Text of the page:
NATO continues formally to review KFOR's mission at 6-month
intervals. These reviews provide a basis for assessing current force
levels, future requirements, force structure, force reductions, and
the eventual withdrawal of KFOR. NATO has adopted the Joint
Operations Area plan to regionalize and rationalize its force struc-
ture in the Balkans. The KFOR has transferred full responsibility
for public safety and policing to the UNMIK international and local
police forces throughout Kosovo except in the area of Mitrovica,
where the responsibility is shared due to security concerns. The
UNMIK international police and local police forces have also begun
to assume responsibility for guarding patrimonial sites and estab-
lished border-crossing checkpoints.
NATO-LED STABILIZATION FORCE IN BOSNIA AND HERZEGOVINA (SFOR)
As noted in previous reports regarding U.S. contributions in sup-
port of peacekeeping efforts in the former Yugoslavia, most recently
on January 22, 2004, the U.N. Security Council authorized member
states t6 continue SFOR for a period of 12 months in U.N. Security
Council Resolution 1491 of July 11, 2003. The mission of SFOR is
to provide a focused military presence in order to deter hostilities,
stabilize and consolidate the peace in Bosnia and Herzegovina, con-
tribute to a secure environment, and perform key supporting tasks
including support to the international civil presence in Bosnia and
Herzegovina.
The U.S. force contribution to SFOR in Bosnia and Herzegovina
is about 1,100 personnel. United States personnel comprise ap-
proximately 9 percent of the approximately 12,000 personnel as-
signed to SFOR. NATO has agreed to reduce the size of the force
to 7,000 personnel by June 2004. United States participation is ex-
pected to be reduced proportionately. Currently, 16 NATO nations
and 11 others provide military personnel or other support to SFOR.
Most U.S. forces in Bosnia and Herzegovina are assigned to Multi-
national Brigade, North headquartered near the city of Tuzla. The
U.S. forces continue to support SFOR efforts to apprehend persons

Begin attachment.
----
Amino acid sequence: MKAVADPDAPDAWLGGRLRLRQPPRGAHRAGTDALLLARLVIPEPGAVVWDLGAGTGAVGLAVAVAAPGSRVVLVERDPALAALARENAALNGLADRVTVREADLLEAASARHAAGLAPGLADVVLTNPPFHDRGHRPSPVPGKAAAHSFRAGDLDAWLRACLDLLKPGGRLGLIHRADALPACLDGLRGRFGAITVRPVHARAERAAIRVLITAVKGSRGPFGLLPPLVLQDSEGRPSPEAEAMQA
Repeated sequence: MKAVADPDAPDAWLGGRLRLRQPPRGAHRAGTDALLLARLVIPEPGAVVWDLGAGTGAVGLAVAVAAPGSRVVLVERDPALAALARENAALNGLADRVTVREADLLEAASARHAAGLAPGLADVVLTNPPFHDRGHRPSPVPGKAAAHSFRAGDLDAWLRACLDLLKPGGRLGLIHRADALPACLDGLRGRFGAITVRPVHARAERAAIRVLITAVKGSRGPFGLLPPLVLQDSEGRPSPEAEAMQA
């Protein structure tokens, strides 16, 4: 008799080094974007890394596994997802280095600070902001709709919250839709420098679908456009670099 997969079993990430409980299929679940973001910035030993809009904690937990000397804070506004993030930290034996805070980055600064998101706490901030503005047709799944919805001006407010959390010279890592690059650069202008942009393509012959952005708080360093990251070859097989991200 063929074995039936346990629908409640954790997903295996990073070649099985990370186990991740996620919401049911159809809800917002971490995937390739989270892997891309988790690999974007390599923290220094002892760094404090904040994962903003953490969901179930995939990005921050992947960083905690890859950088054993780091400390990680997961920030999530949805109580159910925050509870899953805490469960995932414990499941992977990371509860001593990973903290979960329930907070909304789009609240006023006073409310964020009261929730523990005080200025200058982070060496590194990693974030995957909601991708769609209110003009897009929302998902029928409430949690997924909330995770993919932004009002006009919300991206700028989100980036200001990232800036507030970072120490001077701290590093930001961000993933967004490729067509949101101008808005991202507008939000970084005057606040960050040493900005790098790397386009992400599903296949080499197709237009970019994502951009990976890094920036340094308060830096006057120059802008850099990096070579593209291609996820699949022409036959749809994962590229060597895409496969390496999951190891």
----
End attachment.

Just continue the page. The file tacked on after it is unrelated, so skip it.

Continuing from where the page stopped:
indicted for war crimes and to conduct counterterrorism operations.







MULTINATIONAL INTERIM FORCE IN HAITI
As I reported on February 25 and March 2, 2004, the United
States deployed combat-equipped and combat-support personnel to
Haiti in order to secure key facilities, facilitate the continued repa-
triation of Haitian migrants, help create conditions in the capital
for the anticipated arrival of the Multinational Interim Force au-
thorized by U.N. Security Council Resolution 1529, and for other
purposes consistent with Resolution 1529. Additional U.S. forces
have since been deployed to Haiti, bringing the total of U.S. com-
bat-equipped and combat-support forces in Haiti to approximately
1,800. It is possible that additional U.S. forces will be deployed to
Haiti in the future; however, it is anticipated that U.S. forces will
redeploy when the Multinational Interim Force has transitioned to
a follow-on United Nations Stabilization Force.
I have directed the participation of U.S. Armed Forces in all of
these operations pursuant to my constitutional authority to conduct
U.S. foreign relations and as Commander in Chief and Chief Exec-
utive. Officials of my Administration and I communicate regularly
with the leadership and other members of Congress with regard to
these deployments, and we will continue to do so.
Sincerely,
GEORGE W. BUSH.